Urban distilling could be the future

19 October, 2018

Over the past 12 months I have had the pleasure of spending a considerable amount of time in three of my favourite cities – Glasgow, Dublin, and Louisville.

All are the principal cities in three of the world’s most important whisky(e)y producing destinations – Scotland, Ireland and Kentucky. But amazingly, until not long ago, they had something else in common – none of them produced whisk(e)y spirit within their city’s walls. Oh, you could put up an argument for Auchentoshan in Glasgow but, despite the spread of the city, the distillery remains a rural one, even if its advertising suggests something else.

In the past year it has become clear they have another thing in common, too. All three have brought distilling back in to the heart of the city, and they are producing quality spirit in establishments that are far removed from the rural idylls normally associated with whisky production.

In Dublin, a new wave of distilleries are helping to bring the run-down and struggling The Liberties area of the city back to life.

In Louisville, Kentucky, whiskey never went away entirely – Heaven Hill and Brown Forman have city distilleries. But a new wave of distilleries are operating on or close to Whiskey Row, where the old bourbon giants used to trade. Evan Williams, Angel’s Envy, Kentucky Peerless and Michter’s are producing a range of American whiskey in various quantities, but each has an exciting story to tell.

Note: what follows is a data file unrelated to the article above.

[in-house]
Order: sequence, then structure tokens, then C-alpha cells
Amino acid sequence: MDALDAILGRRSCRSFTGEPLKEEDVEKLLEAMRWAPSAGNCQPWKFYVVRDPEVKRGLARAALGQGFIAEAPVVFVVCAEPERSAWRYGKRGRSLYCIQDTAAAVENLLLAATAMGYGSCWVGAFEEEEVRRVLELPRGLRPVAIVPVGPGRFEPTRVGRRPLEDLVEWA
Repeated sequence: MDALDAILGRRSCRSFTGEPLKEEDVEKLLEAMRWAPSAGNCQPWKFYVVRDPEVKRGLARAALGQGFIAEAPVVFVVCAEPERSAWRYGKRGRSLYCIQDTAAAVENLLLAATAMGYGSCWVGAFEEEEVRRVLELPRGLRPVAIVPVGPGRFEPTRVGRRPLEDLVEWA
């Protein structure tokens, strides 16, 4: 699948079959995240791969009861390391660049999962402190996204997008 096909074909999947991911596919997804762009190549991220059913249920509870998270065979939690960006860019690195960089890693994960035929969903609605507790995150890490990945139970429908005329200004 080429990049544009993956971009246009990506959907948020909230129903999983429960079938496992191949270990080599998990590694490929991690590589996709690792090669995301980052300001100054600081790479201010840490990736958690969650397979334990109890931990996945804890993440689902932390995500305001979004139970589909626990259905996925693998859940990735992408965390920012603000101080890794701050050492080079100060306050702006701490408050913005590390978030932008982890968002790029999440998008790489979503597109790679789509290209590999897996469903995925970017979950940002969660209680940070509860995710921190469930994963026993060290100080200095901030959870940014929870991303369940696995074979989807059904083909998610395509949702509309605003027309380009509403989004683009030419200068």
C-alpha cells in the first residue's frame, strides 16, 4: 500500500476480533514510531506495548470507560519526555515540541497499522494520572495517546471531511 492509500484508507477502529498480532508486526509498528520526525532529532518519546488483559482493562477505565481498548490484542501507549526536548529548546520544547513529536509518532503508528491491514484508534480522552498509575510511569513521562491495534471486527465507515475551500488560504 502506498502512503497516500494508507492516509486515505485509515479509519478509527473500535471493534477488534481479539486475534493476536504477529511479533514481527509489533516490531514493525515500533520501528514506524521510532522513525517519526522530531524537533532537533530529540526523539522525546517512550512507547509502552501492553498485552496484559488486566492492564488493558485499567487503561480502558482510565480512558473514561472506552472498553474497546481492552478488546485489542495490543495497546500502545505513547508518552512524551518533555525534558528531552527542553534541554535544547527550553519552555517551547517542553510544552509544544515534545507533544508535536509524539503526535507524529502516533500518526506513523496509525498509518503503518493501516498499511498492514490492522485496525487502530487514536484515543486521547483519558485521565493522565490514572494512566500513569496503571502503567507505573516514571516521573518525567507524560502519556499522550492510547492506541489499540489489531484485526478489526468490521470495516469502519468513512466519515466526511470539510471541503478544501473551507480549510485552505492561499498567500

What Dublin and Louisville both share is a focus on the industrial heritage of whiskey – the trading, enchanting side of the industry. But when it comes to that aspect of spirit production, both are trumped by Glasgow.

Indeed, The Glasgow Distillery is as far removed as it could be from the pagodas and pretty streams of Speyside, occupying a warehouse on a lorry park for a logistics and distribution company which sends whisky from the city to the rest of the world.

But it’s at the Clydeside Distillery where the marriage between industry and whisky is best expressed.

The distillery is built into the stylish building which housed the Pumphouse which once powered the bridge at Queen’s Dock on the Clyde, and picks up where the wonderful Clydebuilt Museum leaves off, using interactive audio-visual and old black and white film and photos to show how immense the Clyde shipbuilding industry was, and how scotch whisky was part of its story.

It brings an exciting, vibrant and urban dimension to whisky, which will appeal to a younger generation who do not relate to the countryside but can identify with an austere, hard-working and proud industrial past.

Clydeside sits prominently on the banks of the river, and will play a key role in pumping fresh life into what is a crucial heritage site.

The distilleries of Glasgow, Louisville and Dublin have another thing in common. Tourist-friendly they may be, but make no mistake, they’re very serious about making malt, world-class whiskey.

Having tasted new-make and young spirit at distilleries in all three destinations, I can confirm they’re well and truly on track.

These are three cities on fire, with whisk(e)y spirit flowing through their veins.

Urban whisk(e)y? It might just be the future.

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